Mayoral hopefuls get a heads-up
Portlanders respond to this question:
What do you think should be the key issue that candidates discuss during the upcoming campaign for Portland mayor?
• Breanna Probasco-Canda, Rose Festival ambassador from Grant High School: 'If they don't talk about adequate funding for public schools, they need to discuss plans for creating extensive after-school programs to compensate for the aftermath of the already weakened system.'
• Richard Ellmyer, a computer technician and neighborhood activist from the Portsmouth district in North Portland: 'Do the results of public-housing practice match the distribution Ñ not neighborhood concentration Ñ goals of public housing policies at the Housing Authority of Portland and the city of Portland? 'No' is the answer. 'Why not?' is the question.'
• Christopher Frankonis, a writer who lives in Southeast Portland: 'Two issues are tied for first place. One is the restoration of Portland's economy. Second is restoration of community trust: Revitalize Portland's neighborhood system and real police reform.'
• Noel Miller, Grant High School senior who is a student representative on the Portland school board: 'Affordable housing, diminished violence (or at least greater protection against it), convenient support services and a strong public educational system are some of the issues that should be dealt with.'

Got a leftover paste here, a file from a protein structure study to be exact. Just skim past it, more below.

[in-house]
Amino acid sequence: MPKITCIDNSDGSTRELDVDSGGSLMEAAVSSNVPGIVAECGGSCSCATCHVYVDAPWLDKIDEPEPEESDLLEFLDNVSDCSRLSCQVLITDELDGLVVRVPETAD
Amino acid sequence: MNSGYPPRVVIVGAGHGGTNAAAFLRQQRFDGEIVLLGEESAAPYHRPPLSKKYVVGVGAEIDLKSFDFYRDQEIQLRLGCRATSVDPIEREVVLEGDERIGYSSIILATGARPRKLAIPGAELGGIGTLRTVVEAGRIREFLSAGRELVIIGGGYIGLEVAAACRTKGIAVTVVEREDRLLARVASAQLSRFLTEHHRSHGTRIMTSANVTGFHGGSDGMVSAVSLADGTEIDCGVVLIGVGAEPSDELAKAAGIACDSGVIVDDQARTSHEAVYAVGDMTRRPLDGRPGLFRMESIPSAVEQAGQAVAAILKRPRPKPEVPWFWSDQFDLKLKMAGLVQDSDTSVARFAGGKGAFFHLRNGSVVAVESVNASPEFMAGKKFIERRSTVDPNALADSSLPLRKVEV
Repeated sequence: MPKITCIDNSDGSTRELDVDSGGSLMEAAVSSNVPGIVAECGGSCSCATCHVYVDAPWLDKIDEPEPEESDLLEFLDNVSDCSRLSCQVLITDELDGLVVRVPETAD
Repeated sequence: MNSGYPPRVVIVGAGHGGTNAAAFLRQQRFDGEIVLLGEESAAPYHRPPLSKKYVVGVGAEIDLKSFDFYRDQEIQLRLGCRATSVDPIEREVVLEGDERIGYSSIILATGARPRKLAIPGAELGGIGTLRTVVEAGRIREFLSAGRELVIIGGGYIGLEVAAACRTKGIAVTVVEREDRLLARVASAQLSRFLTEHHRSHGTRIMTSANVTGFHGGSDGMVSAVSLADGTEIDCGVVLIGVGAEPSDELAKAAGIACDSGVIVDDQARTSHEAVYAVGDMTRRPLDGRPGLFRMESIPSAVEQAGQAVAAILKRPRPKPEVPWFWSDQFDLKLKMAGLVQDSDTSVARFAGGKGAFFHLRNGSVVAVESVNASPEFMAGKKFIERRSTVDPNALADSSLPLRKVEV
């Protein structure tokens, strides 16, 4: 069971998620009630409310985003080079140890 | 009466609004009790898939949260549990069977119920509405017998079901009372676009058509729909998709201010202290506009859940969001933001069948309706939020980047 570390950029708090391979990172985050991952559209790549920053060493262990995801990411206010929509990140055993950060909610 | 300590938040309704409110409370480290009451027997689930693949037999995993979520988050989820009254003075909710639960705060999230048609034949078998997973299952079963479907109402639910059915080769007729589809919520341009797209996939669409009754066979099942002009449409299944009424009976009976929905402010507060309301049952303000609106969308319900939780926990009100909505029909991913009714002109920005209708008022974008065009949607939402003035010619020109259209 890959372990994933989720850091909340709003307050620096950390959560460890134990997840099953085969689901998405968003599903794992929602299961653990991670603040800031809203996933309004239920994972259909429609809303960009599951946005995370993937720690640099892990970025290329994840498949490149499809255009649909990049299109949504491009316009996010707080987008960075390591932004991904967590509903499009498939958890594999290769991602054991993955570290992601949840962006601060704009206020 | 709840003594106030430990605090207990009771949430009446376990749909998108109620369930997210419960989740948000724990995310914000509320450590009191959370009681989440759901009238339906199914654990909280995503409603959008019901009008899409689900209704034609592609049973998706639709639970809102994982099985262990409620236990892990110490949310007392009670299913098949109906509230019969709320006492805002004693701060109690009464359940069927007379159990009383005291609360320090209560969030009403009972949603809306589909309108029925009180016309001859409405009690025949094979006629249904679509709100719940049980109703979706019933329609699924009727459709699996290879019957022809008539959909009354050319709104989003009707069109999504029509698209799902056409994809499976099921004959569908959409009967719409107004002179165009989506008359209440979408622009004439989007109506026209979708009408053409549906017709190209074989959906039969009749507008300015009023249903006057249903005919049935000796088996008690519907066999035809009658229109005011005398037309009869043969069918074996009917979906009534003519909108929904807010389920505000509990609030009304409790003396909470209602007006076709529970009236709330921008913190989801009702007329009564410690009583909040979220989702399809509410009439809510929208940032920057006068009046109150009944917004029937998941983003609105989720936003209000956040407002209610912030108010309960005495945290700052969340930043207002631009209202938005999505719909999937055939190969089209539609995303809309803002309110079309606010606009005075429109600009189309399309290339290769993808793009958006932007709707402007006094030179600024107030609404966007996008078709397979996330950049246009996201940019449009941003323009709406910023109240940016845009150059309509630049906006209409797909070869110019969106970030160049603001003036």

• Leah Lively, an attorney who lives in Southeast Portland: 'Financial accountability. The city needs to prioritize needs for essential items such as enforcement and education. Scarce financial resources should not be spent on New Year's celebrations, bridge lighting or the OHSU tram.'
• Rachel Gerber, a legal secretary who lives in Beaverton: 'I understand a recently announced survey lists Portland as our country's eighth-worst city for business. That speaks for itself. Our next mayor will need to figure out how to recruit, retain and expand our business community.'
• Harvey Fink, a downtown business consultant who lives in Vancouver, Wash.: 'Portland is considered very unfriendly to business. Businesses have been moving to other places. Business is vital to Portland's growth. Every effort must be made to change this perception of unfriendliness.'
• Suzi Helmlinger, a downtown business owner who lives in Southeast Portland: 'The first priority: How do you plan on making Portland friendly to business?'
• Jill Eiland, a government relations executive who lives in Northwest Portland: 'I would like to see the candidates discuss how we are going to change the perception that Portland is not friendly to business, either to existing or prospective large corporate employers.'